Needed: One Crystal Ball
There is almost no area of banking where the future and present responsibilities change as often and as drastically as the front line. Whether the financial institution chooses to call it Customer Service, or Associate, or Contact Officer, or whatever - the employees who hold down those positions of being available to answer questions and service the depositor have ever-changing data to deal with. During the past few years they have had to explain holds on checks due to Reg CC; soothe depositors and account applicants alike by pointing out why we have to accumulate so much personal information due to the Patriot Act; calm down account holders who have overdrawn their account because of Check 21 and then, if it is available, try to explain the workings of the overdraft protection plan. And these are just the most recent problems the government has given us to handle.
Then there are the myths and urban legends you have to deal with when people come in to find out if they're "...really true?" For instance, an organization called Money Management International (MMI) published a list of myths related to personal finance. Some are humorous, some are odd, and some are downright bizarre. For instance, one myth says if a check is written in red ink, it takes longer for our equipment to read, and so holds up the presentation and payment. The fact is, of course, the color of ink has nothing to do with processing time.
Lottery winning - (please send a check to pay the taxes so we can send you your thousands); the plea from the poor widow and her son in Nigeria - (or the banker or the oil executive or whatever) to transfer millions to your account; the Ponzi scheme - (invest $5,000 with us and we'll double your money in six months) all are probably familiar urban legends to you. How many times have you had to say to a depositor, "Don't EVER give out your account number over the phone unless you have initiated the call!"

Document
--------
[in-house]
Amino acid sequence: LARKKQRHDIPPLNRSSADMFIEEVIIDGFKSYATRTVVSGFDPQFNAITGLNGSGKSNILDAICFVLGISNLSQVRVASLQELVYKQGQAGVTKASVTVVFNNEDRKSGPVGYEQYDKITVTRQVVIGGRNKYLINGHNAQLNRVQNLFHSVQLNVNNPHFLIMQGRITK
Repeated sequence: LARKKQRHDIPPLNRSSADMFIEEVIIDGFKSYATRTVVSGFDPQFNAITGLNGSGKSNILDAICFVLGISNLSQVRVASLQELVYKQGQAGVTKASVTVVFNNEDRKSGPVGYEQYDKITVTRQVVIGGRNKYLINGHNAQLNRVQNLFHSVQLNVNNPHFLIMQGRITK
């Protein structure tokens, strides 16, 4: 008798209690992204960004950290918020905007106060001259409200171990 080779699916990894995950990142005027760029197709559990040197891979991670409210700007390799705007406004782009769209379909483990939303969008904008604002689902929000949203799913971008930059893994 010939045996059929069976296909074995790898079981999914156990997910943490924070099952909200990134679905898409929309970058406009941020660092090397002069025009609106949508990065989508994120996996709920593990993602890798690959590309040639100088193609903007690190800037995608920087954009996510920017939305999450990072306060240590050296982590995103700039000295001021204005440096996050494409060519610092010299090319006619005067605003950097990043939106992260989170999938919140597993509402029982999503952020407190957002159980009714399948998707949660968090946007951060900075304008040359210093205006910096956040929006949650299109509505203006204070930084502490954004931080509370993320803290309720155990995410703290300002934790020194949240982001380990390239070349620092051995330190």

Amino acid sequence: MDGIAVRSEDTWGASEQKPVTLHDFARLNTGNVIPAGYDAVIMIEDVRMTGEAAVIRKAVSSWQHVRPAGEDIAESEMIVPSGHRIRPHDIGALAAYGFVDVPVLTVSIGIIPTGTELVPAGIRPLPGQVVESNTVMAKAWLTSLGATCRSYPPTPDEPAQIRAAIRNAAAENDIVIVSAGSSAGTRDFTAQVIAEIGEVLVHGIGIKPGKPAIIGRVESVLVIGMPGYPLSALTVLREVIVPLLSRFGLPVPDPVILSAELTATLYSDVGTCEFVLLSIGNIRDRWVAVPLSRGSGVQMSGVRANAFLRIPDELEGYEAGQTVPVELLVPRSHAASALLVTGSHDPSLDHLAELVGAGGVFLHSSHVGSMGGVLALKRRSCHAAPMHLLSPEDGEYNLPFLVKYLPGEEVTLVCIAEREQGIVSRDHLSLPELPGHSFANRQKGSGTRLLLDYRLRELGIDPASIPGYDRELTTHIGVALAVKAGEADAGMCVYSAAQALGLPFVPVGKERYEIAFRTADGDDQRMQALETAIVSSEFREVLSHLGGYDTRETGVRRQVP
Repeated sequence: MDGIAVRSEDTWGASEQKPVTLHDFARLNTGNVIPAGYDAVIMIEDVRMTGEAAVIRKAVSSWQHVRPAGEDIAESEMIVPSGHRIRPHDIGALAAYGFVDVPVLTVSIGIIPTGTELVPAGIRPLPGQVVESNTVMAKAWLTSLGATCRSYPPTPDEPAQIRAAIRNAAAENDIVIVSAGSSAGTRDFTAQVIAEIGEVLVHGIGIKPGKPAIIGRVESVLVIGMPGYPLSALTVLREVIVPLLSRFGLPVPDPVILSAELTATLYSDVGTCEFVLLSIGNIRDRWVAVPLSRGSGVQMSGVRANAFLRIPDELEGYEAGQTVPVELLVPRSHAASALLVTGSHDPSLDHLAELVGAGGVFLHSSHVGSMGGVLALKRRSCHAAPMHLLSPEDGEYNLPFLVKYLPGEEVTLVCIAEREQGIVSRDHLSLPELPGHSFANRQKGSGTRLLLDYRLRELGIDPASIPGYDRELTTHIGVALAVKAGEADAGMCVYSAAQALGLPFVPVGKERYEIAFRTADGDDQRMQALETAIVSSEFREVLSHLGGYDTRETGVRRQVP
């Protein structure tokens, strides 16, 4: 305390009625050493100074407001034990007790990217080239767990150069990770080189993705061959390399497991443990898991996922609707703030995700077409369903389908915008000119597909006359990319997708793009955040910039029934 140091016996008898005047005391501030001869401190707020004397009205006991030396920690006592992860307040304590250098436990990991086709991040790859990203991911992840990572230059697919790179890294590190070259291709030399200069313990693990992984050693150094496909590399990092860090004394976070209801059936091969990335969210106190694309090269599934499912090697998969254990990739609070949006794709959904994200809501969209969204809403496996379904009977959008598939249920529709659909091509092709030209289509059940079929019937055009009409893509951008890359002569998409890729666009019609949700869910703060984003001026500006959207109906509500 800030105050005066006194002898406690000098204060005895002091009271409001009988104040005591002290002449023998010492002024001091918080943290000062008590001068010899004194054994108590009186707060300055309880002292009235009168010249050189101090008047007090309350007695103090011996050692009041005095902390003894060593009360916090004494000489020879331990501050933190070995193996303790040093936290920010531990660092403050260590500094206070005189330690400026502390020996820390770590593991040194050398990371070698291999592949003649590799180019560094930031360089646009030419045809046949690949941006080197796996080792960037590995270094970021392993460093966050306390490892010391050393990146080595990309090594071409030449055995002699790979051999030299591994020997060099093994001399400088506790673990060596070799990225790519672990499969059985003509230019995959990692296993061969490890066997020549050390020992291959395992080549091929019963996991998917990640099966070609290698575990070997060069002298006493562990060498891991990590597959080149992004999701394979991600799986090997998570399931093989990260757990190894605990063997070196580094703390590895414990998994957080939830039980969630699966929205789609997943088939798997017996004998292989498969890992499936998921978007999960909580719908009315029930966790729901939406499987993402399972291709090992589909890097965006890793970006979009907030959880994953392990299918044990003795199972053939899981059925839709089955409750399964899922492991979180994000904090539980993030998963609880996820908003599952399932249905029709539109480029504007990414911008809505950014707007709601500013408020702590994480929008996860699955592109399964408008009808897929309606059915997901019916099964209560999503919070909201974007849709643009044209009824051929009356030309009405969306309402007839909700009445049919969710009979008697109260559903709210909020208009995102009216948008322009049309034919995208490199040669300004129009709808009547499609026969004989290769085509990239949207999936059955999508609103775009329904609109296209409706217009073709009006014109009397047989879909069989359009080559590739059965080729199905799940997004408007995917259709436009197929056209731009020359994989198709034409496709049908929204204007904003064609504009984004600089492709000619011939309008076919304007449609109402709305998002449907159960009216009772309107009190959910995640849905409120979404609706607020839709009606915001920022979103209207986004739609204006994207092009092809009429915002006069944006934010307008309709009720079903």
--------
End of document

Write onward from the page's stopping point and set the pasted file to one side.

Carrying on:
A myth about the financial industry says if you owe the bank or creditor money, and make a $5 payment, you are no longer considered delinquent. Sorry - not true. Minimum monthly payment is required.
The fairly new Universal Default clause has caused havoc with another myth - that a creditor (such as a credit card company) can't raise the interest rate on your fixed rate loan. The fact is that it is now common for creditors to raise interest rates based on a consumer's creditworthiness - the track record with all creditors being taken into the decision
And if you've been in this business for many years, you've dealt with the story that although someone went on a loan as a co-signer, they never really expected to be held responsible for the loan! MMI says 75% of the time the creditor approaches the cosigner for payment, because that's the easiest and quickest source for repayment.
What's to come? More details of the Patriot Act have been promised to us that may be even more invasive than before. Consumers are now getting free copies of their credit reports and scores and asking information about them that our platform people are asked to explain. Credit card companies are changing their rules on charging interest on purchases, and the backlash is hitting banking branch offices. (If you haven't read the fine print on the new agreement in your last credit card statement, you better do so!) FinCEN, the regulators, and Congress all have ideas about how your job can be best done, and what we will have to add to our responsibilities "...for the good of all..." and we have already been promised new laws, regulations and requirements.
One piece of equipment would be helpful to the compliance officer, the training officer, the branch manager, the customer service representative, and administration. All you need is a crystal ball with all the answers.
If you manage to find one that works, please share.
Copyright © 2005 Bankers' Hotline. Originally appeared in Bankers' Hotline, Vol. 15, No. 2, 4/05
First published on 04/01/2005